The pencil quickly went across the page. It created an oval that once had olive colored skin. It kept moving as if it wasn’t even touching the paper. It went on to make large eyes the color of grass, and a nose that fit the face perfectly. Next it went on to make her mouth, eyebrows, ears, and hair, exactly as Marcus could remember them looking. Then a long slender neck wearing the string of pearls that he had bought her on their 10th wedding anniversary. He stopped drawing there. The rest didn’t matter, just this headshot that froze her in time. He didn’t want to go on to draw the legs that had deceived her, or the hands that he had held when she died. There it was done. It was Rhonda, not the sickly Rhonda that he couldn’t help, or the Rhonda that had died while waiting for a transplant. No it was the wife that he remembered, and that was now immortalized in a frame. She would forever be in Marcus’ memory as a frozen portrait of his past. He would have to live with her memory, but without her. He knew that he would have to help her see the world through his eyes. That way she would never die. Marcus made a lot of drawing like this. Some of them were of things that they had done together, or important times that they had shared. He drew Rhonda’s life as he remembered it. He then put all of these in frames and put them around his house. Each week he would go and bring flowers to Rhonda’s grave site. There was a green space of grass right next to her site. That one was reserved for Marcus. As he looked at the reserved plot he thought about how long it would be before he used it. He hoped that when he died he would be able to see Rhonda again. Probably not though, because she would be in some special part of heaven that only the truly perfect people can get into. Marcus knew he wasn’t anywhere near perfect, but he hoped that when he died Rhonda could forgive him for not being able to fix her.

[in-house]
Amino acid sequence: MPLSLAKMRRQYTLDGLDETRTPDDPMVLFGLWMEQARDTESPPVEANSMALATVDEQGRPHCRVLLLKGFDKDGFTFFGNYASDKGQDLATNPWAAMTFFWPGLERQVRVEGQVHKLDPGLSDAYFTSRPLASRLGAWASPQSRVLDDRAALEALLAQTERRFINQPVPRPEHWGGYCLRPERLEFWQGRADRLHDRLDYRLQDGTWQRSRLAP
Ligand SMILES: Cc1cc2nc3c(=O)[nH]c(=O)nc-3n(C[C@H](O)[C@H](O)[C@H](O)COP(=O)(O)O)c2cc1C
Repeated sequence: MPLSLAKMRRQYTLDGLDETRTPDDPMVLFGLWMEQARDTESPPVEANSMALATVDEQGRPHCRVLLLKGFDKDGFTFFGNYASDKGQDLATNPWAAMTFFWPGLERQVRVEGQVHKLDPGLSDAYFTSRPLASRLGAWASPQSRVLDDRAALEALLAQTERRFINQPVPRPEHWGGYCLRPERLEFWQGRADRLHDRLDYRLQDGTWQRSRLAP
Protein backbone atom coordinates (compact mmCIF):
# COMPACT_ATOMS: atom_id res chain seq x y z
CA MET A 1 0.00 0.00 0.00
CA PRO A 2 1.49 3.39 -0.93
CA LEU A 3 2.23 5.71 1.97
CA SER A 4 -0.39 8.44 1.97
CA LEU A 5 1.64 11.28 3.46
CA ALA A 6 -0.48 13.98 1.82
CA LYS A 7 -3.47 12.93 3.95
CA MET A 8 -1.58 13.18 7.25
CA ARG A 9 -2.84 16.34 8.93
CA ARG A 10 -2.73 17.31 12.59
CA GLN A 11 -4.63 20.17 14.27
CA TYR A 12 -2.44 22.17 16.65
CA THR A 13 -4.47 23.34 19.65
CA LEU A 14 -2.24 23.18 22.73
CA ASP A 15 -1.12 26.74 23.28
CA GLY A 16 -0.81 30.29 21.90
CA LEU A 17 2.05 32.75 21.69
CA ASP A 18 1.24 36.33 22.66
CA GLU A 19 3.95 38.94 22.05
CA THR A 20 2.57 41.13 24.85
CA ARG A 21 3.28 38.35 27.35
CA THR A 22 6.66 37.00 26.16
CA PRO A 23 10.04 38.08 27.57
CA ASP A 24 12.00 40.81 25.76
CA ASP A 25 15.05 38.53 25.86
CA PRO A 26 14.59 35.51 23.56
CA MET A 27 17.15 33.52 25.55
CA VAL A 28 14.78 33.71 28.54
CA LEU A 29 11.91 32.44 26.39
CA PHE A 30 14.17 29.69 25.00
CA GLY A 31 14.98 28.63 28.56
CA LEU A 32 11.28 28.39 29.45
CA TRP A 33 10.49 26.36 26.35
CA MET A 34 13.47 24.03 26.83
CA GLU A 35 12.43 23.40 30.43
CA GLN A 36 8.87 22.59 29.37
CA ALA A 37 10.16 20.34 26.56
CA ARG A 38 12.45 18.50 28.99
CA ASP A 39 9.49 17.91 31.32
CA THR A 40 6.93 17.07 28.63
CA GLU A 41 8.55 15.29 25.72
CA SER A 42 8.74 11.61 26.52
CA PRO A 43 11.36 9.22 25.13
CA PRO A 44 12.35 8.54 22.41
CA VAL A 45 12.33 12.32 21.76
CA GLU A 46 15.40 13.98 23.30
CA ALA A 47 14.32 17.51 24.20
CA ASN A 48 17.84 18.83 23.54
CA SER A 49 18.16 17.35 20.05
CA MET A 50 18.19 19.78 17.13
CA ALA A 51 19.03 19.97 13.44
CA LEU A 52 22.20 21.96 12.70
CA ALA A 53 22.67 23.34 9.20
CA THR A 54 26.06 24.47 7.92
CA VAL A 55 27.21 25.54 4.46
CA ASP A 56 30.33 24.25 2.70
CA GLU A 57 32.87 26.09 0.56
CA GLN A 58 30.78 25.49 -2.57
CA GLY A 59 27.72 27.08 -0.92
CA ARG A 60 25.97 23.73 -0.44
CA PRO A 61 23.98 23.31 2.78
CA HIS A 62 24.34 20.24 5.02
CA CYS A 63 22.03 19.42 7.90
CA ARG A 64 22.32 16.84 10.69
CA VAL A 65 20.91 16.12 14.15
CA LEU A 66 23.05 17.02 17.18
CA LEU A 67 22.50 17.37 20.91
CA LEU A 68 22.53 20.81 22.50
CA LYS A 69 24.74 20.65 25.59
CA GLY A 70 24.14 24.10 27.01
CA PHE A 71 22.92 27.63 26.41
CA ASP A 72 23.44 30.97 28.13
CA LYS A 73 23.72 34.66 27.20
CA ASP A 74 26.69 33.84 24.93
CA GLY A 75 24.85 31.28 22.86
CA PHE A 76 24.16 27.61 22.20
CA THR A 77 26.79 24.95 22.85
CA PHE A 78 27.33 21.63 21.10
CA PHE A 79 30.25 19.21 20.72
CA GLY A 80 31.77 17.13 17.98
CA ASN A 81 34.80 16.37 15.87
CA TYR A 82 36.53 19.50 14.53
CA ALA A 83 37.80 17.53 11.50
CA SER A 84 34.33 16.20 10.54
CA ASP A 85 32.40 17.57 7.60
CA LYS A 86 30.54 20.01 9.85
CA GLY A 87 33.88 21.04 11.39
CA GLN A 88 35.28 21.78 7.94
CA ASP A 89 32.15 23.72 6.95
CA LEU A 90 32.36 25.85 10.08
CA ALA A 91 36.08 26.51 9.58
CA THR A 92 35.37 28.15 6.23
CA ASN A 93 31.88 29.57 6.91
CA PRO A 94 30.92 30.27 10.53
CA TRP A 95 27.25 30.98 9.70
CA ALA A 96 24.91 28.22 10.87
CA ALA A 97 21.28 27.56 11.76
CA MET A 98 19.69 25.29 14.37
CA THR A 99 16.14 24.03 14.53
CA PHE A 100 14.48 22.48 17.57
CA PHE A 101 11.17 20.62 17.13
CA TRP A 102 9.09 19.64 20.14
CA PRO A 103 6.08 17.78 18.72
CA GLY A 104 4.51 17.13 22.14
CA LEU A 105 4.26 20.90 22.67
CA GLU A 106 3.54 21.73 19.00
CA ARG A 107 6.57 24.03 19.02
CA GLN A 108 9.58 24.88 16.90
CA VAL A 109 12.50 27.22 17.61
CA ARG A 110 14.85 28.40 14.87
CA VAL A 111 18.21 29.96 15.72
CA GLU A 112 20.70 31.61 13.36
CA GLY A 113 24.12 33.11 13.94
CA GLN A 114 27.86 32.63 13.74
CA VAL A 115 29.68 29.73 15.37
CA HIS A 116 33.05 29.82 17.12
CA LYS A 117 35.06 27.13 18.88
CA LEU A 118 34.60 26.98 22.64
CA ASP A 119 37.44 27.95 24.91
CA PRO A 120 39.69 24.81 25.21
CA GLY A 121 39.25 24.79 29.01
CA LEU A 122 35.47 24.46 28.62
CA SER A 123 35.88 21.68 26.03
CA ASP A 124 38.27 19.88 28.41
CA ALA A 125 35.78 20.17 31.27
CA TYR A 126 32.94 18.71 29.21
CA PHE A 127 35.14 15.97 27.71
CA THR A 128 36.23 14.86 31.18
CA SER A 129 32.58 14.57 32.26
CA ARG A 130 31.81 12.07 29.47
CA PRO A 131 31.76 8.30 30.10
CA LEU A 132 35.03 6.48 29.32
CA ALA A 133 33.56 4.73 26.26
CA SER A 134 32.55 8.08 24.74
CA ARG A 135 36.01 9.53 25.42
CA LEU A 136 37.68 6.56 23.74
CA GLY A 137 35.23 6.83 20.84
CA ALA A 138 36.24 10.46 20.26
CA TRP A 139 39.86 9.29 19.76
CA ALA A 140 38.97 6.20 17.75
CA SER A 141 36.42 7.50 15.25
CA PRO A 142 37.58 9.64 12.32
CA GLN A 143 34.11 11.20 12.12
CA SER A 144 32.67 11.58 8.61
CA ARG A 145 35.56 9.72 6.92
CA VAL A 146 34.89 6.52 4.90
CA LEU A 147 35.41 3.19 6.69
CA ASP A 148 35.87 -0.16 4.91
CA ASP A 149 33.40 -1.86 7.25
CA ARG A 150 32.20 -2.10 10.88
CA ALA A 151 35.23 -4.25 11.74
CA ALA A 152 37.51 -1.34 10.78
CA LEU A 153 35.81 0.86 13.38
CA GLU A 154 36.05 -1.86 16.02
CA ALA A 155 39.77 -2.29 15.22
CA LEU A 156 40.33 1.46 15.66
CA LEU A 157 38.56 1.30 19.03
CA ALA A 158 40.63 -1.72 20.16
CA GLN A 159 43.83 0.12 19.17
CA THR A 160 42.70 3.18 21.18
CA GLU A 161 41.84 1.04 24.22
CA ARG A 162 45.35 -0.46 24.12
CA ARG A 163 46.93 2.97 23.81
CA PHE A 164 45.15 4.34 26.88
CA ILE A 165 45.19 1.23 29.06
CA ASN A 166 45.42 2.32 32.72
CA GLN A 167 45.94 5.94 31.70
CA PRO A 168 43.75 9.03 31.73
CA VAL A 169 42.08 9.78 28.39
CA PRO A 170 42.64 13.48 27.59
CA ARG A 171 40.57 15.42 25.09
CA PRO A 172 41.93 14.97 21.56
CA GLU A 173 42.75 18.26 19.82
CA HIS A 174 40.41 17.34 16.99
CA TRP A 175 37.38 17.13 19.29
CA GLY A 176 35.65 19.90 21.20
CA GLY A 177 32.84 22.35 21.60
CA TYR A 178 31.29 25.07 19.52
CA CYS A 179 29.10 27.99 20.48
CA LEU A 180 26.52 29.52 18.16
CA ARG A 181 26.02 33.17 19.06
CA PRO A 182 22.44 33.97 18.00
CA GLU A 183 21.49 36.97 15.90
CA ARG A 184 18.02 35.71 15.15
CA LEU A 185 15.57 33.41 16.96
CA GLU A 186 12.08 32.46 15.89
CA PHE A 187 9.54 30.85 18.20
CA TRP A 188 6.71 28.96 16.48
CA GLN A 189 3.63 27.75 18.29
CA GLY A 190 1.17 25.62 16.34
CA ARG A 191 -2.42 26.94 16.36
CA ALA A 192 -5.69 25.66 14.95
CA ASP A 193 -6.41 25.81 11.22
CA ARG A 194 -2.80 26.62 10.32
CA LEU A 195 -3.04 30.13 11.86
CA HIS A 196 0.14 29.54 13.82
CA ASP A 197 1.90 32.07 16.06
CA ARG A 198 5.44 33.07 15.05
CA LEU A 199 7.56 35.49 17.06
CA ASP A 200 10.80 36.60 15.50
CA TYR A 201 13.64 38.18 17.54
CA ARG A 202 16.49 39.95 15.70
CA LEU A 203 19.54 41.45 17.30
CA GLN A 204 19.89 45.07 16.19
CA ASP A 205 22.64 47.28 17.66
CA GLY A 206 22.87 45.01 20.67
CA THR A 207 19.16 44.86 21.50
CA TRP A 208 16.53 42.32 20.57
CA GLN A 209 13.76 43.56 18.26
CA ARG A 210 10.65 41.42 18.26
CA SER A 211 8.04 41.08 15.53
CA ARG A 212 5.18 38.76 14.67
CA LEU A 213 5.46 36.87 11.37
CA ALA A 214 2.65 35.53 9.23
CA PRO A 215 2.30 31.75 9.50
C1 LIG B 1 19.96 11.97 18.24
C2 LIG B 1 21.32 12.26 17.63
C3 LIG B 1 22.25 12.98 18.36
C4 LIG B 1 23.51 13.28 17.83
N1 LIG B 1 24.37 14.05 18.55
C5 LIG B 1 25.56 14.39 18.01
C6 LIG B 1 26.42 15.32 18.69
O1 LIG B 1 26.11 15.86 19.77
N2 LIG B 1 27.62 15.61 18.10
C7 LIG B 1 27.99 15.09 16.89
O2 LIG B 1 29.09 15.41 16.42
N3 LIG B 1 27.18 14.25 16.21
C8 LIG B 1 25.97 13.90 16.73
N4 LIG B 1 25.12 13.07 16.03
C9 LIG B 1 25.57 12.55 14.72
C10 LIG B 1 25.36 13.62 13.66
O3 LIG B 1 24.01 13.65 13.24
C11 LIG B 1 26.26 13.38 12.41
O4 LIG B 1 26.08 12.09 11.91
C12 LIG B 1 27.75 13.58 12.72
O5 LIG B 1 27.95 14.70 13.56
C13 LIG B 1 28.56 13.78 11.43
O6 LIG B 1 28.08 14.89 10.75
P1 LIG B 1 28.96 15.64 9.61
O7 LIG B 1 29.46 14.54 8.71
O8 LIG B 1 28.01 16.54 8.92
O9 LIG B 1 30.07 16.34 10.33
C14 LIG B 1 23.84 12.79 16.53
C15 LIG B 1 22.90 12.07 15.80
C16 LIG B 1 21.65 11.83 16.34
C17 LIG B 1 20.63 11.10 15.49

At work Marcus had started talking to his coworker’s more. He went to the staff Christmas party, and accepted to have dinner with Sheila. Sheila was becoming a close friend, one that he felt he could confide in. She had just started working at the school a little over a year ago, but she already knew about Rhonda. She even went with Marcus to see her grave sight. He hated to admit it, but he liked her company, and she seemed to like his too. Marcus found that each day was becoming easier, that he would call Shelia or June if he missed Rhonda. When he called Shelia she would listen, and would sometimes come over to visit with him. He found it nice to have another person in his house. He and June would talk about past times, and it seemed like they only remembered the good things. They never mentioned when she got leukemia. They never even mentioned that she was dead. She still seemed very alive to both of them, and Marcus hoped that that was the way it would stay. So far he was fulfilling his promise to himself; he was keeping Rhonda alive in his memory. He was slowly starting to realize that he couldn’t change the past. He saw that he could not change that Rhonda had become sick, or that she had died. He came to see that he didn’t need to be mad at himself, because it wasn’t his fault. He didn’t need to be mad at Rhonda or anyone else either, because it wasn’t really anyone’s fault except fate. Fate is what had brought Rhonda and Marcus together. It had also ripped them apart. Maybe fate was bringing Marcus and Sheila together. Marcus imagined that Rhonda would be able to hold the remote of fate, and that maybe she had picked Sheila for him. He was now able to see that fate is not a person he could be mad at. It wasn’t something he could blame. Marcus now saw that fate was simply an element of life, and that sometimes tragedy can lead to happiness.